The SPMW 5549 is a conversion of a heavy weight Pullman sleeper which was acquired by the SP and made into a "BUNK" car for crews to live in.  I didn't add the air conditioning ducts from NERS, but did add some vents on the roof and a T-shaped smokejack off an Athearn caboose parts sprue.

SPMW 635, made from an old A-50-series auto-boxcar.

My kitbash of the SPMW 635 stopped short of replacing the large side doors with a more distinctive truss sheathed side with windows, which the prototype had.  This car started as an MDC/Roundhouse 50ft automobile boxcar.

Roof patches of tar-paper and vents have been added, along with some MDC/Roundhouse "Overton" passenger car tool boxes, which I had laying around.

SPMW 312, from a B-50-13/14 class boxcar.

The SPMW 312 started life as one of Accurail's pre-painted FCR (red-oxide) painted "TOOL CAR" data-only models, which I then cut windows in and added the reporting mark decals to.  Tichy Andrews trucks are used as well.

Ballast Cars


The club's current ballast fleet is made up of GS-gondolas, TM/Walthers Hart work gondolas, and heavily kitbashed ballast hoppers from the 1980's by club member Chris Hollinshead.

SP 12585, one of my kitbashed K-brake equipped W-50-3 class Hart-Convertable Ballast Gondola.

Unfortunately not many of the Hart Gonds were left in service by the 1950s, but Robert Bowdidge made a nice 3d printed model which is correct for SP's style car.  The TM/Walthers car has issues, including being 5-boards high, when it should only be 3, and much shorter.  I did kitbash the underbody to narrow the structural members of the car.

SP 165585, a stand-in ballast hopper 1980's kitbash.

A bit late for our 1950's steam era session, these very nice for 1980's kitbashed ballast hoppers by Chris Hollinshead and subject of an RMC modeling article from 30+ years ago are still in service.

Let's Get Going!


The conductor walks out of the yard office and over to the SP 1021, his regular caboose.  Meanwhile the engine crew of SP 3666 brings it over, coupling up, makes a quick air test, and departs Bakersfield as a 'Cab Hop' to Caliente under a standard "Run" order and made the trip in good time between 9:30 to 10:01AM, I'm guessing.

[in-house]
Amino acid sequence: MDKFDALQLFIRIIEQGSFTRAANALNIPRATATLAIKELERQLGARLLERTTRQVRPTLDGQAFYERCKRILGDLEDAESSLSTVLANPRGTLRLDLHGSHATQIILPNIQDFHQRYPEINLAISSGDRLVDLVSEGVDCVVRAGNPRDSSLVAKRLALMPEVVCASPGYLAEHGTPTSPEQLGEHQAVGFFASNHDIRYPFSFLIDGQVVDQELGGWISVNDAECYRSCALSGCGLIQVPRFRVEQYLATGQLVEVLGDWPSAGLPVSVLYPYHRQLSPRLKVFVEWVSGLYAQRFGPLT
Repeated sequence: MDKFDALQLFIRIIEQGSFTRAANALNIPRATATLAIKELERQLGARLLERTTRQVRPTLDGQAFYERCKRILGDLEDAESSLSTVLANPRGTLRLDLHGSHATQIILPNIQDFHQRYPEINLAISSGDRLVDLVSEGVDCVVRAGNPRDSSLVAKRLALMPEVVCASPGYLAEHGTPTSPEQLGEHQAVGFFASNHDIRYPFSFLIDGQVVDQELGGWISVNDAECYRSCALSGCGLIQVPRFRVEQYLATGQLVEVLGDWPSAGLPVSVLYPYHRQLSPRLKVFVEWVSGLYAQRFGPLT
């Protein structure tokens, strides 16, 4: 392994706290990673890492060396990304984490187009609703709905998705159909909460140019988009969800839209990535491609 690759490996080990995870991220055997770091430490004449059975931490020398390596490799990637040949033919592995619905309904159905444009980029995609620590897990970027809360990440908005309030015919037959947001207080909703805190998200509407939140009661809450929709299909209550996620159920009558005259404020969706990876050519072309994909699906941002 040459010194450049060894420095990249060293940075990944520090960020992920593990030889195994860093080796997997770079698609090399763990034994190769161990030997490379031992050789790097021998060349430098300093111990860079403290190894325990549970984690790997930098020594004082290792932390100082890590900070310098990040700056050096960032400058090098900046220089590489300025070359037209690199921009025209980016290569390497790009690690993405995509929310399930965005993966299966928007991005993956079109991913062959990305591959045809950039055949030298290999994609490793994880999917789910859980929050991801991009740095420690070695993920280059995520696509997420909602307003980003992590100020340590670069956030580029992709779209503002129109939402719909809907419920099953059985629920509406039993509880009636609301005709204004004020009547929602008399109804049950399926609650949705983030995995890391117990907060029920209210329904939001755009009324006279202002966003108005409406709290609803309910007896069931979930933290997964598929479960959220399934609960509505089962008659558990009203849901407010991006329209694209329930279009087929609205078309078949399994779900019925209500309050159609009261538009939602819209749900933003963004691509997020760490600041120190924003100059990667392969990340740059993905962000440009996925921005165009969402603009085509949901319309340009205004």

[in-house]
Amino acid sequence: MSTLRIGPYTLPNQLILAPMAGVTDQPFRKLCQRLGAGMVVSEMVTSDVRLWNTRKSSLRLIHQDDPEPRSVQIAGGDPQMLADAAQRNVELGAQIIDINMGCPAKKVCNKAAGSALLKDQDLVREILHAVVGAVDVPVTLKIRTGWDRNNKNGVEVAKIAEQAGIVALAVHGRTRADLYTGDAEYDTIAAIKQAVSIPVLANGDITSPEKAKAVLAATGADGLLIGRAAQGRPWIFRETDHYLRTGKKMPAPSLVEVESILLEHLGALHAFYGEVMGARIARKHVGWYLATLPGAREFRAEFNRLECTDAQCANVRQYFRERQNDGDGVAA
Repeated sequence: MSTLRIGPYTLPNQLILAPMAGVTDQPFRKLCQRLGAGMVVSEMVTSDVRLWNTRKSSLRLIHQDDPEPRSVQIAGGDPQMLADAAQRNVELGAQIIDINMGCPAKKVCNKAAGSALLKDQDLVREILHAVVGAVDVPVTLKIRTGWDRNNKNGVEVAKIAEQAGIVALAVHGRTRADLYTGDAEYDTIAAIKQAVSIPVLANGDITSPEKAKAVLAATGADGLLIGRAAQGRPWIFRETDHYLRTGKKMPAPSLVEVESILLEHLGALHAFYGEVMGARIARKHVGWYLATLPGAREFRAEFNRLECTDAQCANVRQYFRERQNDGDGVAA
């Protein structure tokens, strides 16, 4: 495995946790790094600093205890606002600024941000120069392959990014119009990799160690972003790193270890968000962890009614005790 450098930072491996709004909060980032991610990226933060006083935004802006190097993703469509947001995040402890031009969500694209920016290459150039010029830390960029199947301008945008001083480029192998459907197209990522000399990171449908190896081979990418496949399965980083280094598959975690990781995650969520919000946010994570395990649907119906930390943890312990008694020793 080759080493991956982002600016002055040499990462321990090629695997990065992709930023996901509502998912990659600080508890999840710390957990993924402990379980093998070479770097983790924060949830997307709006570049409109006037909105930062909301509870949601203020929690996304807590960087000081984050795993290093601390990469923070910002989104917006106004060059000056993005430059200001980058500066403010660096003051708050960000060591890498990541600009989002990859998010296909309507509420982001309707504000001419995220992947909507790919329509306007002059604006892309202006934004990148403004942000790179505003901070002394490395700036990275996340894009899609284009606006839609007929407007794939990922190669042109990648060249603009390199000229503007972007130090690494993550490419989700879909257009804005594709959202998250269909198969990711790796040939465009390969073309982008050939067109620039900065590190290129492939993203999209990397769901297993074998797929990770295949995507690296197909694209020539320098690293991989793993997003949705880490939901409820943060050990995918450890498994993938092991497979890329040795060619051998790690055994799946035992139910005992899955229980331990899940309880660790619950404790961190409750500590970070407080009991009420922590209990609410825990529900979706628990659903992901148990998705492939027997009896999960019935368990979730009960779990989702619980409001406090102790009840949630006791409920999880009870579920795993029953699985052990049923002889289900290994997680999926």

"TO C&E ENG 3666 AT KERN JCT"
"ENGINE 3666 RUN EXTRA KERN JCT TO CALIENTE"

(Note: other applicable right-overs, etc were used against the westward extra freights and light engines working down the hill at the time would have been included, unfortunately I didn't grab a full set of the Mountain Work Train's orders!)

Off to Bena... Again!



SP 3666 with assembled bridge timber movement ready and waiting at Caliente, 1:44PM, Jan 15, 1953.

Once at Caliente, the engine 3666 sat for several hours as multiple sections of Santa Fe 23 passed and No.51 rolled by.  While this was going on, the Dispatcher began working on carving out a hole in the flood of trains for 20 minutes working time, plus running time, between Caliente and Bena.  That time came around 1:55PM.

Again, unfortunately I didn't grab a photo of the Work Extra order which was issued to the crew.  The order gave the 3666 time to work between Caliente and Bena, not protecting against Eastward trains before a given time, and protecting and clearing EXTRA ATSF 215 WEST and EXTRA ATSF 226 WEST, basically as soon as it reached Bena.  The Work Extra order was set to expire at a reasonable time, as I recall, about 3:01PM, which is when the afternoon eastward scheduled passenger trains need the railroad back from the Work Extra 3666.

The "WORK EXTRA" form of order allows the Work Extra to work back and forth as needed between the named points until the time given, at which point the Work Extra's authority to occupy the main track expires.  Note that a "WORK EXTRA" and a "WORK TRAIN" are not the same thing.  A "Work Extra" is a form of order allowing the train to move as needed within the limits until the time specified.  A "Extra" is formed by a "RUN EXTRA" phrasing, in which the authorization is only to move in one direction between the points named, and not to make repeated back and forth moves between points therein.

Work Extra SP 3666 with its three cars at Bena pulls into the clear just after arriving.

The 3666 made its way to Bena and protected itself from westward freights Extra ATSF 215 West and Extra ATSF 226 West with plans to clear into the center track at Bena when they arrived at their flagman's position.

If the crew of the 3666 had noticed, there was a westward ATSF freight coming into Caliente as they left!

The Extra ATSF 215 West picks up a copy of the "Work Extra" order of the 3666 at Caliente, and approaches the "Work Extra 3666" in Ilmon prepared to stop and get them to clear at Bena per the order.

Extra ATSF 215 West comes to a stop for the Work Extra 3666's flagman just west of Bridge 330.04.

  It turns out the Extra 215 West was right on the 3666's heels out of Caliente.  No sooner had the 3666 dropped the flagman and pulled up to the bridge to start setting off timbers, than the ATSF 215 arrived and made the 3666 pull into Bena's center siding.